"NWC is a purpose-built whitewater training centre on the banks of the River Tryweryn," explains managing director Paul O'Sullivan. "The river is fed by the Llyn Celyn dam and reservoir - that means that the Tryweryn keeps flowing when other British rivers are dry."
Throughout the heat wave, the Tryweryn has kept on rolling along, so the centre has stayed busy with rafting and canoeing classes, as well as instructing UK Fire Brigade staff and other emergency workers in river rescue techniques.
But Mr O'Sullivan, a canoeing specialist, says it is not enough for the centre's canoeing, kayaking, rafting and other training activities to float along on the tide of Llyn Celyn's bounty. The centre is owned by the Welsh Canoeing Association, which is planning to splash out on an accelerated training and skills programme for the 14 staff and 75 or so freelance coaches and guides at the centre, based in Frongoch, near Bala in Gwynedd, North Wales.
The Welsh Canoeing Association manages canoe sport in Wales, and ploughs all profits from the centre, its biggest earner, into the sport. It has just become one of the first organisations in Wales to open a company learning account with ELWa, the lifelong learning organisation in Wales.
Company learning accounts were piloted by ELWa to encourage small firms with growth potential in Welsh priority industries such as leisure. An ELWa management development adviser meets with an eligible firm and helps to identify its skills and training needs, and then to bid for an ELWa contribution towards costs.
NWC provides whitewater rafting, coaching and rescue training, and is a world-class recreational and competitive canoeing centre. Its training and skills partner, ELWa, is responsible for post-16 education and training in Wales - for individuals, businesses, communities, and learning and research providers.
The Tryweryn centre has been used for kayaking and canoeing since the mid-Seventies. It has played host to the World Junior and Senior Wildwater Racing and Slalom Championships, as well as many other international competitions.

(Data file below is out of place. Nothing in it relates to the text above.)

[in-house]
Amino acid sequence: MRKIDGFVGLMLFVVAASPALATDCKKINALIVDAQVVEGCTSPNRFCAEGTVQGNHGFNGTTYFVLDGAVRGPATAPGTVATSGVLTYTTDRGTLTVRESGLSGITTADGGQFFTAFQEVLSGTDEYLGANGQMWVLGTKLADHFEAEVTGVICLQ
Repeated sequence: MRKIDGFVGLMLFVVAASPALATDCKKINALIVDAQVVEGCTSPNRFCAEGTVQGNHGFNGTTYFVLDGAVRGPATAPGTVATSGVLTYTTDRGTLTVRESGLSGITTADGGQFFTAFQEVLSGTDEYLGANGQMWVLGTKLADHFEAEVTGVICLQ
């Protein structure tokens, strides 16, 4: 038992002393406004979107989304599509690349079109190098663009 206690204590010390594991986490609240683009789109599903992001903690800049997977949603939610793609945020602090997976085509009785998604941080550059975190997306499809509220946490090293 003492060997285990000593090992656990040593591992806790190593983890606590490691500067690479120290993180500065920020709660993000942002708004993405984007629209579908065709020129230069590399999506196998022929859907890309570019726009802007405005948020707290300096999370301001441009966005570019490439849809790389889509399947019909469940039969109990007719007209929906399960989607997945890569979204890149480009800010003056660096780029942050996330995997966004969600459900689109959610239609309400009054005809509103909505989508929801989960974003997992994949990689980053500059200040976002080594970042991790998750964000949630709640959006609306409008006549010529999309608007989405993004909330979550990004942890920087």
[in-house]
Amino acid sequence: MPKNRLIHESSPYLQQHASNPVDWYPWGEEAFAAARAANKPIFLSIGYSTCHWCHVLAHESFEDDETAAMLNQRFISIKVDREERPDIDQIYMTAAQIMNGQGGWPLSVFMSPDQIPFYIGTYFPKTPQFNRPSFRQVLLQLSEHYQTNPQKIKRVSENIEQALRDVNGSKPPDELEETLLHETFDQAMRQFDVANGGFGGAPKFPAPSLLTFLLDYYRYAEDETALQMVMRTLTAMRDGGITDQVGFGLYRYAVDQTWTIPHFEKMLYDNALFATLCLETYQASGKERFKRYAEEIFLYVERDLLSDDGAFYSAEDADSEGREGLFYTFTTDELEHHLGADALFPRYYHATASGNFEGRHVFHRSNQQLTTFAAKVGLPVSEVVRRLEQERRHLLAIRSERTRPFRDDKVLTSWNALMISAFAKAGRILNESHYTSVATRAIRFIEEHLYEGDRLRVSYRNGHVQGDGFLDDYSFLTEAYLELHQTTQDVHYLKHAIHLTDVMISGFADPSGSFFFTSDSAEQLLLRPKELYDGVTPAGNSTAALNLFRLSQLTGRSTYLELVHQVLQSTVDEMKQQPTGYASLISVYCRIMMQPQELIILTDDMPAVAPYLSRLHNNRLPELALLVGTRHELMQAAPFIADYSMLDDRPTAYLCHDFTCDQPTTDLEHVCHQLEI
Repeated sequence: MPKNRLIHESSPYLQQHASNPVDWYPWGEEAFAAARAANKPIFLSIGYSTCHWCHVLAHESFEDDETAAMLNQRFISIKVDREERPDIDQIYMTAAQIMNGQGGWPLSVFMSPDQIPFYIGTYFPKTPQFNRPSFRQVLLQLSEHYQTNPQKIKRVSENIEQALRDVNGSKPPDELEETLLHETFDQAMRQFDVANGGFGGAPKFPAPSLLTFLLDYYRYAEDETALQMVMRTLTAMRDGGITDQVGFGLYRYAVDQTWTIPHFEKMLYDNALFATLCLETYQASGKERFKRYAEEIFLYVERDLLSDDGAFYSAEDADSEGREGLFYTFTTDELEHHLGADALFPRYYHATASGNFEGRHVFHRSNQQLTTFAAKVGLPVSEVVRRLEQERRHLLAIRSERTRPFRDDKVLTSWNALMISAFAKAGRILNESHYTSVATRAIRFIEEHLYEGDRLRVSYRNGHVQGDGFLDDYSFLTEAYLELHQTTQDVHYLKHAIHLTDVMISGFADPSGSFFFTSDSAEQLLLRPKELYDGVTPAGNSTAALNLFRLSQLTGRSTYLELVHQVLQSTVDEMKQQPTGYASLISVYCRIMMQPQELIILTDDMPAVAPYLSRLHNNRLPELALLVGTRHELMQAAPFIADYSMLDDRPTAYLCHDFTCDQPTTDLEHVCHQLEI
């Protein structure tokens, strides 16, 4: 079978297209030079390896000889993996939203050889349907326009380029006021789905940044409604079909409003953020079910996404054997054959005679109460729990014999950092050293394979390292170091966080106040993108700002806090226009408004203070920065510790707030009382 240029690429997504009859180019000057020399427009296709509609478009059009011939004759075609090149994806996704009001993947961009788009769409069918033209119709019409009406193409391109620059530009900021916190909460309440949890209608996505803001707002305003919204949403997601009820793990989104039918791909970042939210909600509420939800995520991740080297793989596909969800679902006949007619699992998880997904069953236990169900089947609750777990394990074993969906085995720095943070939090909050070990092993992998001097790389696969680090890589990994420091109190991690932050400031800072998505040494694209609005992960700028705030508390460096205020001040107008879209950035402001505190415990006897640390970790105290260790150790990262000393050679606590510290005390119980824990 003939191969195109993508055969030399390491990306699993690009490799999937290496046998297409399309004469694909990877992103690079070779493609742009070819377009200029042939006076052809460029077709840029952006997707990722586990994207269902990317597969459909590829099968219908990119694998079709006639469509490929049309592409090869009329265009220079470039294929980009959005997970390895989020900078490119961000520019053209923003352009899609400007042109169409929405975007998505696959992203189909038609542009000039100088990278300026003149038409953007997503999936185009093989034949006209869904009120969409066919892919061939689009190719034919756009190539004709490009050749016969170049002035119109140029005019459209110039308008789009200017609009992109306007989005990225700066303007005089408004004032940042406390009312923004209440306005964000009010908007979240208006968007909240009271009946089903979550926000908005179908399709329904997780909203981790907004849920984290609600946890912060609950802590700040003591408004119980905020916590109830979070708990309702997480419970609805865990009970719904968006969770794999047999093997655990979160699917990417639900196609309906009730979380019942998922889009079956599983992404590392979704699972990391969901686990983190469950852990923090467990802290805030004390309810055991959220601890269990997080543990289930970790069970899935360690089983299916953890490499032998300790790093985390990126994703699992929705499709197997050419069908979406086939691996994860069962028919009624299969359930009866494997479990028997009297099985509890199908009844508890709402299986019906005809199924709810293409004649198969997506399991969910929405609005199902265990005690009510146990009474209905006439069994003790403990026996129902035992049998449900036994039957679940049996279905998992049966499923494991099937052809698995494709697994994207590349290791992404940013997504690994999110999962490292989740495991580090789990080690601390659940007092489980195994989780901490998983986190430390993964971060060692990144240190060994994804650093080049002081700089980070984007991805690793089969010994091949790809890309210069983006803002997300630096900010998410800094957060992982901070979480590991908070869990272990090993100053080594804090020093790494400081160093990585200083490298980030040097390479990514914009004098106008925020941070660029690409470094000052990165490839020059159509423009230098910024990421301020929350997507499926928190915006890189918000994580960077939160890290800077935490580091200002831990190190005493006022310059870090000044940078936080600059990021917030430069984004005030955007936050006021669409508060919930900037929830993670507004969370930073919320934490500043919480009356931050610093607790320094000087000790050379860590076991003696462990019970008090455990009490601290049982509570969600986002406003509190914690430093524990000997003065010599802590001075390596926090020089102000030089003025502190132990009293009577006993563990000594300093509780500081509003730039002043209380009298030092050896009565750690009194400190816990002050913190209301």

In 1986, the centre developed the UK's first whitewater rafting operation and is now the UK's largest and most respected rafting organisation.
Training is vital in developing and retaining staff," says Mr O'Sullivan.
"We mean to give people the skills to develop their careers as well as do their jobs properly.
"Opening the company learning account with ELWa helps us to plan our training programme. Ours is a specialist operation, and we sometimes need to bring in experts from abroad. For example, we run commercial water rescue training schemes for emergency workers - a growing field - and we are the UK agents for a US organisation, Rescue 3 International.
"To develop that franchise in the UK, we had to begin by bringing in American instructor-trainers, but with ELWa's help, we are now "growing our own" - so it's much easier to plan your training budget."
As the leisure sector is given priority in Wales, agreed training and skills projects can qualify for up to 50 per cent of their costs, Mr O'Sullivan explains.
The Tryweryn river is classed as grade three to four on a scale of one to six - the white water occurs on narrow, rocky stretches between a series of pools rather than all along the watercourse.
Providing there is a release from the dam, the lower section (from the camp-site to where the river empties into Lake Bala) is open from December 1 to February 28 and on some summer weekends as well.
The centre section, which contains the most demanding rapids, is open all year round, and a third, the dedicated safety and rescue training site, is closed to public access whenever courses are running.
Many water releases from the dam are decided only a few days in advance.
There are scheduled releases on some weekends of the year when the centre holds special events such as the Five Ten Coaching Festival on September 6-7.
The centre undertakes safety and rescue training for two agencies, the Welsh Canoeing Association and the British Canoe Union, meeting the needs of coaches and canoeists throughout the UK. Rescue 3 courses are an internationally recognised benchmark for professional river guides and emergency service workers.
Clients for the centre's closed training and coaching courses include the UK Fire Brigades, the Environment Agency, the Royal Marines, Joint Services Expeditions, and a number of outdoor education centres.
The five waterside coaching buildings have classrooms which can be hired out to the likes of Olympic training squads and other interested groups.
For details of events held at the National Whitewater Centre, see www.welsh-canoeing.org.uk, or call the Water information line on 01678 520826